Ex-Im Bank under Fire at Contentious House Hearing; Reviving Free-Trade Agreements Would Revive the Economy
Byline: Chloe Johnson, THE WASHINGTON TIMES
With the fate of the U.S. Export-Import Bank possibly hanging in the balance, a key House Republican stepped up his attack on the bank, saying it was actually hurting small business and giving undue subsidies to large corporations during an occasionally contentious daylong hearing on Capitol Hill Wednesday.
House Financial Services Committee Chairman Jeb Hensarling's opening comments included a slide show of American workers as he attacked what he called the "crony capitalism" of the bank, saying that the financing it offers big U.S. exporters hurts domestic competitors.
"Who benefits? Undeniably and indisputably, some of the largest, richest and most politically-connected corporations in the world," the Texas Republican argued.
The hearing comes as the Ex-Im Bank faces a Sept. 30 deadline to secure congressional authorization to engage in new lending, with the House GOP majority bitterly divided over whether to hold a reauthorization vote this summer. Mr. Hensarling, incoming House Majority Leader Kevin McCarthy and large numbers of conservative members argue it's time to pull the plug on the bank.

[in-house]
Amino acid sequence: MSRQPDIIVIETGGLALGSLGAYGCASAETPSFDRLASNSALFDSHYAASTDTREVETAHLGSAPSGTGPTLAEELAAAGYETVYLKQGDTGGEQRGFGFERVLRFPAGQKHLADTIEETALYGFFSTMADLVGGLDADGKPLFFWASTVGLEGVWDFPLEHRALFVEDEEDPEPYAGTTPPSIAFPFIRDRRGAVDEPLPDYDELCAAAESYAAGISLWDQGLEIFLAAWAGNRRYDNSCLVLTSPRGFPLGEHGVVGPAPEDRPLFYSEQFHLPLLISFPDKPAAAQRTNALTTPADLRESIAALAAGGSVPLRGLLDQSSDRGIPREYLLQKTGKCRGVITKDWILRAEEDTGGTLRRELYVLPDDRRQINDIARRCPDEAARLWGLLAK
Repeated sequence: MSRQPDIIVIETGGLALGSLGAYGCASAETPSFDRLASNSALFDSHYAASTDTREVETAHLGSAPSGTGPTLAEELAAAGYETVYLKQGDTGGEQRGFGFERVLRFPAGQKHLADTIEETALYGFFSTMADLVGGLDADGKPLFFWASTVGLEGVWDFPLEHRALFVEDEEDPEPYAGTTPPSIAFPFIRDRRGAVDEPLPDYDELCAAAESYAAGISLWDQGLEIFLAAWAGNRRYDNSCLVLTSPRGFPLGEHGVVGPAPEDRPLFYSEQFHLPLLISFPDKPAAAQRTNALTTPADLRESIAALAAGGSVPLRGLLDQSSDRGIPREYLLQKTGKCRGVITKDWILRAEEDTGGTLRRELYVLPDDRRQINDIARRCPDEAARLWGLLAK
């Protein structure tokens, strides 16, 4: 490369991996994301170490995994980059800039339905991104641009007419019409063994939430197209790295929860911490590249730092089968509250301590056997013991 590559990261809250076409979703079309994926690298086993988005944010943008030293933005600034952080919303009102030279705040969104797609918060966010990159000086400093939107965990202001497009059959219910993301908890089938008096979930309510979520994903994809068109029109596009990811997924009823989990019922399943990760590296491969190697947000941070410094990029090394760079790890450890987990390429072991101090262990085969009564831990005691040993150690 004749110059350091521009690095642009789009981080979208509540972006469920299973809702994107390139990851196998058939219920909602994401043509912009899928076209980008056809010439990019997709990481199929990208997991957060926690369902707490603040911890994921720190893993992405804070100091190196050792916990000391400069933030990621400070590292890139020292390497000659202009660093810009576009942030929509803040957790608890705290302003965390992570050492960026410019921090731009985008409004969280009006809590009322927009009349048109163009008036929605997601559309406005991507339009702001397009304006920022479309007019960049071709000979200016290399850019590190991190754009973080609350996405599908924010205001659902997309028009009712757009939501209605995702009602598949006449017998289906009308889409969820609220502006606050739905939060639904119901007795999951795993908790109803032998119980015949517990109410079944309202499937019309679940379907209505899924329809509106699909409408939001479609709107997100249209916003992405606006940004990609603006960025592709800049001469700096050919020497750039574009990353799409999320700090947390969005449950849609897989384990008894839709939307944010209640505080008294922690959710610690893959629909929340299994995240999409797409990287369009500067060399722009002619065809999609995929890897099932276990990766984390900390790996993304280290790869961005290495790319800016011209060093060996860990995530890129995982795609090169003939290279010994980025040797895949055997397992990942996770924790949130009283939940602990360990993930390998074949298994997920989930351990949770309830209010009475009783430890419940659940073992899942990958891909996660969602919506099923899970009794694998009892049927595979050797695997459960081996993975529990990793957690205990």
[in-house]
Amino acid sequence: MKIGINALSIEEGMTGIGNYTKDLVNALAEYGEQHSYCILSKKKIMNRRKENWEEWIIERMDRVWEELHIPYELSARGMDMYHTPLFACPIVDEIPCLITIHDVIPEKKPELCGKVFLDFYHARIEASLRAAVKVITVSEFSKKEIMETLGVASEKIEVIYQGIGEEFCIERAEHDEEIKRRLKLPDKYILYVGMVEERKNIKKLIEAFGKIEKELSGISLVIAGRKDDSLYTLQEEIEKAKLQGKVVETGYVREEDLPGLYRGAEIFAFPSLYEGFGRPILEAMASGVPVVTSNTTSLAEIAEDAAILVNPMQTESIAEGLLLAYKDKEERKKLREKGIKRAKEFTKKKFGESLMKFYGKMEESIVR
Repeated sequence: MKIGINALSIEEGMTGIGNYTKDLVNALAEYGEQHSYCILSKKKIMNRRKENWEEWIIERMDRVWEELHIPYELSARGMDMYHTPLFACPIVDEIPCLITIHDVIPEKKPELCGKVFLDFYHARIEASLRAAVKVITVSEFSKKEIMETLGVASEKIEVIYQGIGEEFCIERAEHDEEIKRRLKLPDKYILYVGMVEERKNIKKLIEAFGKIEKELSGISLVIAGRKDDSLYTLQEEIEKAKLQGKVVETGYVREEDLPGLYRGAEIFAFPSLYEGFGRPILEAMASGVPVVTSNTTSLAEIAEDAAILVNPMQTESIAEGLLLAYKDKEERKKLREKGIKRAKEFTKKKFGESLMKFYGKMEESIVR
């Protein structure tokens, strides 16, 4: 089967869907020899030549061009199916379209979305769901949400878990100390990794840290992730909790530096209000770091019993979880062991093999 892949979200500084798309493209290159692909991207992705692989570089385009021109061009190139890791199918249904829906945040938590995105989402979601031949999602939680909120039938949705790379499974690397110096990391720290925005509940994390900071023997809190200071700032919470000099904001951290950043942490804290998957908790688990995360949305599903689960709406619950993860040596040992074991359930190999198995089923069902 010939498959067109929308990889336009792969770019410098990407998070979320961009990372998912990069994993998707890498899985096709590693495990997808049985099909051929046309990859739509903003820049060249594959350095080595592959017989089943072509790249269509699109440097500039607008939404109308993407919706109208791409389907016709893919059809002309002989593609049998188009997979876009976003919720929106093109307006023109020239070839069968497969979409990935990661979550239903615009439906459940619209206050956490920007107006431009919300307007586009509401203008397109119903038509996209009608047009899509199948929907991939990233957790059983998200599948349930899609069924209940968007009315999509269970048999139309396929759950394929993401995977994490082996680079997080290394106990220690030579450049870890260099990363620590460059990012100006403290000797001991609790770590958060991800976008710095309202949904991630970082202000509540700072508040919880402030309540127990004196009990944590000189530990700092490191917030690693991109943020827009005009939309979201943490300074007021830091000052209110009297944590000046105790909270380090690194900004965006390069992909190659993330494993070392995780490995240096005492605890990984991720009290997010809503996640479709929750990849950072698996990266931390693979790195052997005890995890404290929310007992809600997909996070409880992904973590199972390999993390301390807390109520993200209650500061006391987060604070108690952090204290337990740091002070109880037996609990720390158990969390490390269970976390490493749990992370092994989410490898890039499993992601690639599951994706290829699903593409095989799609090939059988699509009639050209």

California Rep. Maxine Waters, the ranking Democrat on the committee, criticized the sharpness of Mr. Hensarling's assessment of the bank and called the Ex-Im a force for creating and sustaining business in America.
"This hearing is not going to be a forthright discussion on the merits of the bank. Mr. Chairman, we know your position," Ms. Waters said. The majority of those testifying before the panel seemed to lean toward Mr. Hensarling's view.
Richard Anderson, CEO of Delta Air Lines, asserted that the bank, which is sometimes called "Boeing's Bank" for the amount of exports it helps the aerospace giant structure deal to foreign carriers, is helping foreign competition get aircraft under more favorable terms and, as a result, endangering Delta jobs.
"This is about putting safeguards in place so [Congress] is not choosing which companies win and which companies loose," Mr. Anderson said.
But Ex-Im Bank President Fred Hochberg argued the bank filled a crucial role that private lenders would not in helping U. …